Depending on which sources you happen to read or rely on, Europe, thanks to the elections in France and Greece over the weekend, is going to collapse and there is no hope for the future of the Euro as a viable currency. Several share indexes have reported losses in business share values and there is some worry that agreements – between European partners, between Greece and other European countries, between France and anyone else you care to name – already signed and sealed are going to be invalidated and need immediate renegotiation.
And this despite the fact that no new governments have been formed in either Greece or France, that negotiations to form coalitions, to form cabinets, to even lay down some idea of the policies each country will follow in the coming months or years, have not even hit the tables for discussion yet. The new French President – FranÃƒÂ§ois Hollande – won’t be sworn into office until May 15 and in Greece, well, in Greece they are still trying to fathom out who or what will take control after the massive swing in votes away from the center parties.
Few, if anyone, are looking towards the newly elected Vladimir Vladimirovich Putin, perhaps because we have seen it all before, perhaps because it is not quite so close to home. The fate of Russia, as far as Europe is concerned, is unimportant when weighed against other trading partners, indeed against countries within the Union itself. And as far as the States are concerned? China and India are the big problems at the moment, major trading partners and, at the same time, consumers of oil products the West would gladly see flowing in their direction, and that at a considerably lower price than we have seen in recent months.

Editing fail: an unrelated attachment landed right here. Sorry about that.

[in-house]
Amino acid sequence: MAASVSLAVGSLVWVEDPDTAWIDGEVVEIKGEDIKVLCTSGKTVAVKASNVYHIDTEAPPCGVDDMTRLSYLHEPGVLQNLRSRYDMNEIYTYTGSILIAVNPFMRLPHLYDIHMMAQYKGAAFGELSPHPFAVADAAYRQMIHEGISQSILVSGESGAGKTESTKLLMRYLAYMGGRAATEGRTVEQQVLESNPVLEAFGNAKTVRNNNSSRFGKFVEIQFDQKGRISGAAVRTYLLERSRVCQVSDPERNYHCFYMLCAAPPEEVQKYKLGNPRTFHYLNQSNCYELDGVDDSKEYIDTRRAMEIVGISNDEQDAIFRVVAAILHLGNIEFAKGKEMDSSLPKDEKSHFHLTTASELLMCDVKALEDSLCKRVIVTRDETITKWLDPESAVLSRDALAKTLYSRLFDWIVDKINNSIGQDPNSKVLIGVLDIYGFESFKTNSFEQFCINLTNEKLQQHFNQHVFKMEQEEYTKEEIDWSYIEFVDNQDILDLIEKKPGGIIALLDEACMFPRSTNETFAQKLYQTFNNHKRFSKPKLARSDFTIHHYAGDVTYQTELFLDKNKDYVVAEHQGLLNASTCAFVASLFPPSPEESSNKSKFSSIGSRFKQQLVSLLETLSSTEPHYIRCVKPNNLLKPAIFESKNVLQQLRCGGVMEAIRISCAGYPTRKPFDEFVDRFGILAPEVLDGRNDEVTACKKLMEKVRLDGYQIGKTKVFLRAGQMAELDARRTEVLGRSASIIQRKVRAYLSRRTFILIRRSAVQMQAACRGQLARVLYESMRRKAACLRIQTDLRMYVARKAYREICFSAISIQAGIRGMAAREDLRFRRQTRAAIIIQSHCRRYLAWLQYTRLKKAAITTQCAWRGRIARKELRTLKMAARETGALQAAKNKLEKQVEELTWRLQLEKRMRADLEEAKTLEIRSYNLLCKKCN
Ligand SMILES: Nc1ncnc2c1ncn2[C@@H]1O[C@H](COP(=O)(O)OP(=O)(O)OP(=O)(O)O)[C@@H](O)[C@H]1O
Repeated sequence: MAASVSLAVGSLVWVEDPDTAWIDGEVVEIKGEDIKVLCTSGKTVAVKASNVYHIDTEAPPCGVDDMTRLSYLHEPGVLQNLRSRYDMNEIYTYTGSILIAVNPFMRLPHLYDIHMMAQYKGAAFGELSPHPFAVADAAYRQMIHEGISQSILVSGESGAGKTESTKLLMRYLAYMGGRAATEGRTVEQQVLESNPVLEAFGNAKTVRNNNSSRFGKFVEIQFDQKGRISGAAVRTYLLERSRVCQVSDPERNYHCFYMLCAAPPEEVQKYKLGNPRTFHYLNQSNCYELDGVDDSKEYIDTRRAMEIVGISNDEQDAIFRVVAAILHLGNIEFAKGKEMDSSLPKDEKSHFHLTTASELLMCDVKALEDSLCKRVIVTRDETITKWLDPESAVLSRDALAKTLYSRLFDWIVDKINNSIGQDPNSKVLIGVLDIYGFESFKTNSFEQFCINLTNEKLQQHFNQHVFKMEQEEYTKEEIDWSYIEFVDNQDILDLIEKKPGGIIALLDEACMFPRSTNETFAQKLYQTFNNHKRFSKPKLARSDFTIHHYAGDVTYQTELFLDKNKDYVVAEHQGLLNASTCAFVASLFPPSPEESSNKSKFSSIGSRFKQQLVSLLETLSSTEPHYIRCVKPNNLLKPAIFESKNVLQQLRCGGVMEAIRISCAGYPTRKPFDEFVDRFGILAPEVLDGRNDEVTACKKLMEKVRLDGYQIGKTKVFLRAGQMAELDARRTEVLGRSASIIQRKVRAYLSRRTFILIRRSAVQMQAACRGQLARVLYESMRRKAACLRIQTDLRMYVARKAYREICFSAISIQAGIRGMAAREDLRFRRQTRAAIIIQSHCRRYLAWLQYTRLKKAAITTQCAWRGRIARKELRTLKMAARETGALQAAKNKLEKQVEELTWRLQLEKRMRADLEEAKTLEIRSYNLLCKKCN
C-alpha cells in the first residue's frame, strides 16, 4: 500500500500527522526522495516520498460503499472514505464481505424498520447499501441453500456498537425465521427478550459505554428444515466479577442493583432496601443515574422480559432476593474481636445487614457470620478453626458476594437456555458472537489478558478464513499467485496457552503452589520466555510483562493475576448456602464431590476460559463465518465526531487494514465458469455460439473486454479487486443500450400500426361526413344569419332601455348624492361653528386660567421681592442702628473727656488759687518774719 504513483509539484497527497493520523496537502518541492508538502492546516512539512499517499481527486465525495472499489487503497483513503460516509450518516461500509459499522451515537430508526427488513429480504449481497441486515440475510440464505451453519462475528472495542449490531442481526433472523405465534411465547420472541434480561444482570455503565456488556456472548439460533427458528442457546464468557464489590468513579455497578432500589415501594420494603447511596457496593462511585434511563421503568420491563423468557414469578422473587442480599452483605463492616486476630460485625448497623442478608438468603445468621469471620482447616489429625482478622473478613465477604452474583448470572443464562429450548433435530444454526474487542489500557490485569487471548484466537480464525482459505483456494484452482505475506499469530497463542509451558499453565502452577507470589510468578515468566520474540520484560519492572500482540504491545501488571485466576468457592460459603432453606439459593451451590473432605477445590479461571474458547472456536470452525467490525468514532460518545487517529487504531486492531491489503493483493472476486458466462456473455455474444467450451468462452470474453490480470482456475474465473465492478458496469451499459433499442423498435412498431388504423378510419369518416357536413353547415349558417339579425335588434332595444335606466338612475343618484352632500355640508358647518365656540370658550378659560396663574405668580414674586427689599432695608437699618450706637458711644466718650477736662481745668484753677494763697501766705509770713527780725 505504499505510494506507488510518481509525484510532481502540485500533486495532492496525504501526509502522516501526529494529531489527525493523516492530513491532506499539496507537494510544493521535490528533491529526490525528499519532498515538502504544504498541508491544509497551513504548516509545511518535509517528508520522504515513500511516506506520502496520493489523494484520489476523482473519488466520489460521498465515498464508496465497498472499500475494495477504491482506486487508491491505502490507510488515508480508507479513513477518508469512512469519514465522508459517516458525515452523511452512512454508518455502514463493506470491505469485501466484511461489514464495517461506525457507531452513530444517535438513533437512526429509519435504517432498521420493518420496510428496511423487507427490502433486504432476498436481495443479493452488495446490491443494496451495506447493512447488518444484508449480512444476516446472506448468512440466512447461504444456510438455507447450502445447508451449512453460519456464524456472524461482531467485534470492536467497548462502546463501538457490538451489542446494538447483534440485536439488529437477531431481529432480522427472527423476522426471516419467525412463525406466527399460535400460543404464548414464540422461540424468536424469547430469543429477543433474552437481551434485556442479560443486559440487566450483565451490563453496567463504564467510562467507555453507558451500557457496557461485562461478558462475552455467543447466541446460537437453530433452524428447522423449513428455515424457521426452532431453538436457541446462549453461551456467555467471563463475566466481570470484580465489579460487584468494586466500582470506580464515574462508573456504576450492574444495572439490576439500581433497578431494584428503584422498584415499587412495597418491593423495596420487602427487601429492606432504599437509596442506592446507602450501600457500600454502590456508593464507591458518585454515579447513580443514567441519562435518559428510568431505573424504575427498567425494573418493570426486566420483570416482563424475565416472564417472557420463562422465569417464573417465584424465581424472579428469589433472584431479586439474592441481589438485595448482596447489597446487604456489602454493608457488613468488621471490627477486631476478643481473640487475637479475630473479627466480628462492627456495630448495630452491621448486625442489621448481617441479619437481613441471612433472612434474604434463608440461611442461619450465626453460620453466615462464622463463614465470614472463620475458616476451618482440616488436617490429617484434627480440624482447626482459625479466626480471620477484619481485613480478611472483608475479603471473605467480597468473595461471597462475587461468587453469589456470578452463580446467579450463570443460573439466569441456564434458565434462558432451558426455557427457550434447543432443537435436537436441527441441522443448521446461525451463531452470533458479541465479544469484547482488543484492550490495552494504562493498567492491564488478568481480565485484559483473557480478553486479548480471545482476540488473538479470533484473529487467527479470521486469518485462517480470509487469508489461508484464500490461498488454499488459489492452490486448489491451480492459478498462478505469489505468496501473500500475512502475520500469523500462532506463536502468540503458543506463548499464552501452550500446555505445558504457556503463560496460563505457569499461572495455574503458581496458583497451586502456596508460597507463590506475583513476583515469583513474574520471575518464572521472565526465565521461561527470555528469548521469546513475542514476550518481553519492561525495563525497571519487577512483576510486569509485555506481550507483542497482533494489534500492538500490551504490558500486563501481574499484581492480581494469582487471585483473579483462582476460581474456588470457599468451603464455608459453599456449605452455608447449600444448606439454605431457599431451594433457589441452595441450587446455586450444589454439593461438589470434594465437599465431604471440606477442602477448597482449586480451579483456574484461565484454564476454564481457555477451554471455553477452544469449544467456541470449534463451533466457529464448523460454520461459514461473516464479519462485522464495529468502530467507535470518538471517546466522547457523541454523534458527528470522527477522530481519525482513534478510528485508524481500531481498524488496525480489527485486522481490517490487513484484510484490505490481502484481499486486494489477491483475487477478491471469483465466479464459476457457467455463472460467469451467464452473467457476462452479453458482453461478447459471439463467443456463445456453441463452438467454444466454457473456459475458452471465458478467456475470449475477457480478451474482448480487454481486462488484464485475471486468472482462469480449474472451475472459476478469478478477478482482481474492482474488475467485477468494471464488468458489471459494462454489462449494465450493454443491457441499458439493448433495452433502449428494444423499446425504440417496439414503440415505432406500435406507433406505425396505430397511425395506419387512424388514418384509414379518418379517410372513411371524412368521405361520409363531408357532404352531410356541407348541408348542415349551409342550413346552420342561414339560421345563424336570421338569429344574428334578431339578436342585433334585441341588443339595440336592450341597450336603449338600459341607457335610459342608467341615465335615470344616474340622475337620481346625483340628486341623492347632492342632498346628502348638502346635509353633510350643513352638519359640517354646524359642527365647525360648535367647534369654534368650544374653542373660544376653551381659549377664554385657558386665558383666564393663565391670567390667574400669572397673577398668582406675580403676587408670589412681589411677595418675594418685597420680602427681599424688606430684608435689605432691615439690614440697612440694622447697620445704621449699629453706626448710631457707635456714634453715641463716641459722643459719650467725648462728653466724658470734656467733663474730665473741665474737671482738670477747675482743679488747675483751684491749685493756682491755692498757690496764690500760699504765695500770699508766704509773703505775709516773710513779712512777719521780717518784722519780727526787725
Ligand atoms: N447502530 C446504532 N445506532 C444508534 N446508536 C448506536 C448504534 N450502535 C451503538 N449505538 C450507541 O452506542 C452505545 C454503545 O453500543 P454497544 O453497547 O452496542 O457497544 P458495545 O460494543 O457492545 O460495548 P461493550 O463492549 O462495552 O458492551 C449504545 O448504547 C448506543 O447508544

It is fair to say that only the Russians need pay any great attention to what is being said, what is being promised in Moscow at the moment, but they don’t need to make any notes or check back in future years to see whether election and post-election promises have been held to, or even achieved. Everyone knows, as we knew before this election, who will come into the Kremlin when their name appears on the electoral ballot paper.
Even so, here are a few of the promises Putin has made to the Russian people in his acceptance speech.
- The creation of twenty-five million new highly-skilled jobs.
- The mortgage rate will be cut to 2.2%.
- House prices will be reduced by 20%.
- The shortage of nursery places will be settled by September.
Imagine such promises coming from any politician in Europe or the States – I mean, of course, any politician who stands the remotest chance of being elected. There would be uproar across the board, from all political factions, all government institutions and ministries, all forms of business right down to the smallest bagel kiosk on the corner. In Russia, it appears, there are merely knowing nods from those who have heard it all before and, undoubtedly, will hear it all again next time round.
But are these promises achievable? The answer, as far as Russia is concerned, is yes. It is simply a case of manipulating the market – as far as mortgages and house prices are concerned – and defining exactly what a skilled job is. And the nursery places? The easiest solution in the world, and one which Russia would have been well advised to implement many years ago, is to force each major business to provide nursery places for workers and free up the state nurseries for those without access to such a facility. Pretty much, in effect, the way things were up until about twenty-two years ago…
- Viktoria Michaelis.